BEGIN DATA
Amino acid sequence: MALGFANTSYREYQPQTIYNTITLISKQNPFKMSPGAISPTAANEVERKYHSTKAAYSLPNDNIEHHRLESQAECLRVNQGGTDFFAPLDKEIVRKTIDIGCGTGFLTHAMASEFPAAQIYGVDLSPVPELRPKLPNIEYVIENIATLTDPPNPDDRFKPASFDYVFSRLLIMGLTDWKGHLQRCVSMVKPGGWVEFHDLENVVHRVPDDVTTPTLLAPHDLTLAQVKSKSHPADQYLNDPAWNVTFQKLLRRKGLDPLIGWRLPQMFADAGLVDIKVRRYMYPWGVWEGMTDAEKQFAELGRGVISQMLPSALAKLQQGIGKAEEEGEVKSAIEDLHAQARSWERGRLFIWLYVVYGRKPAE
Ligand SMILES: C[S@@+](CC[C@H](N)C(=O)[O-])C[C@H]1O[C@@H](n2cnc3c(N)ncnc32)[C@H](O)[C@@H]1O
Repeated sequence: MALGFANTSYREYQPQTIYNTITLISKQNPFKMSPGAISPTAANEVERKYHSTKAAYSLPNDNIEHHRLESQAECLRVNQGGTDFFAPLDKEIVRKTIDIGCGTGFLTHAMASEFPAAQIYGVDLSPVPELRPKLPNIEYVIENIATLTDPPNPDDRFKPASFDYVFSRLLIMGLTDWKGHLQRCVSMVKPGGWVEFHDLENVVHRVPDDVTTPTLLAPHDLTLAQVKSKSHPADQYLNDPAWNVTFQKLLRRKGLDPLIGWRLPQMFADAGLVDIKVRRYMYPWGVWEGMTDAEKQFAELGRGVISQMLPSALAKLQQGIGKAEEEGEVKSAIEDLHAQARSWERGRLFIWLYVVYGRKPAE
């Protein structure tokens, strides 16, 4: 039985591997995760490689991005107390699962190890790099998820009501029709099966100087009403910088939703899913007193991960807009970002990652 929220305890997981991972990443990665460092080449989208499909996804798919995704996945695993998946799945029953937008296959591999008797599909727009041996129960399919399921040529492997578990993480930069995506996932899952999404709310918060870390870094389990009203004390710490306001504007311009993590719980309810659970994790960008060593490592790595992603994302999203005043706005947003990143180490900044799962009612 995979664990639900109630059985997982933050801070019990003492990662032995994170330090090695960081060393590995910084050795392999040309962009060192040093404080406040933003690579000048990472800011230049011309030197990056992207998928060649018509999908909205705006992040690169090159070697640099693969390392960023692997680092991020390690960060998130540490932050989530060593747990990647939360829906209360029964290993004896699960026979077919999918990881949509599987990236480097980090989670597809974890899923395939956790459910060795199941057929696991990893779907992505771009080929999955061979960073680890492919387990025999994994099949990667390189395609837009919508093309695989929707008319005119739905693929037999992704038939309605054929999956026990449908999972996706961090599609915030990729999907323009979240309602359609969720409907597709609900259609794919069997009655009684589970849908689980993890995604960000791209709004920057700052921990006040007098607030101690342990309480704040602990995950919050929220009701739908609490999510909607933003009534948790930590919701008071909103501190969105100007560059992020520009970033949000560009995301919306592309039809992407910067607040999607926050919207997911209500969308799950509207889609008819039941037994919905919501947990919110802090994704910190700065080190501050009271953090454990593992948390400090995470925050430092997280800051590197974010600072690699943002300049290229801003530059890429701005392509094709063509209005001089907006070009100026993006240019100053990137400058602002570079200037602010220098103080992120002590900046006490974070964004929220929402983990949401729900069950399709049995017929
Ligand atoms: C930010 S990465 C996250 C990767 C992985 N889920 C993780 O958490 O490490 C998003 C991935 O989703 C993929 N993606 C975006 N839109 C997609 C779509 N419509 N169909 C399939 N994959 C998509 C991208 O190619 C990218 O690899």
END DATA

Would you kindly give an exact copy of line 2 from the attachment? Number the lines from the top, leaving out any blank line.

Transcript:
Ligand SMILES: C[S@@+](CC[C@H](N)C(=O)[O-])C[C@H]1O[C@@H](n2cnc3c(N)ncnc32)[C@H](O)[C@@H]1O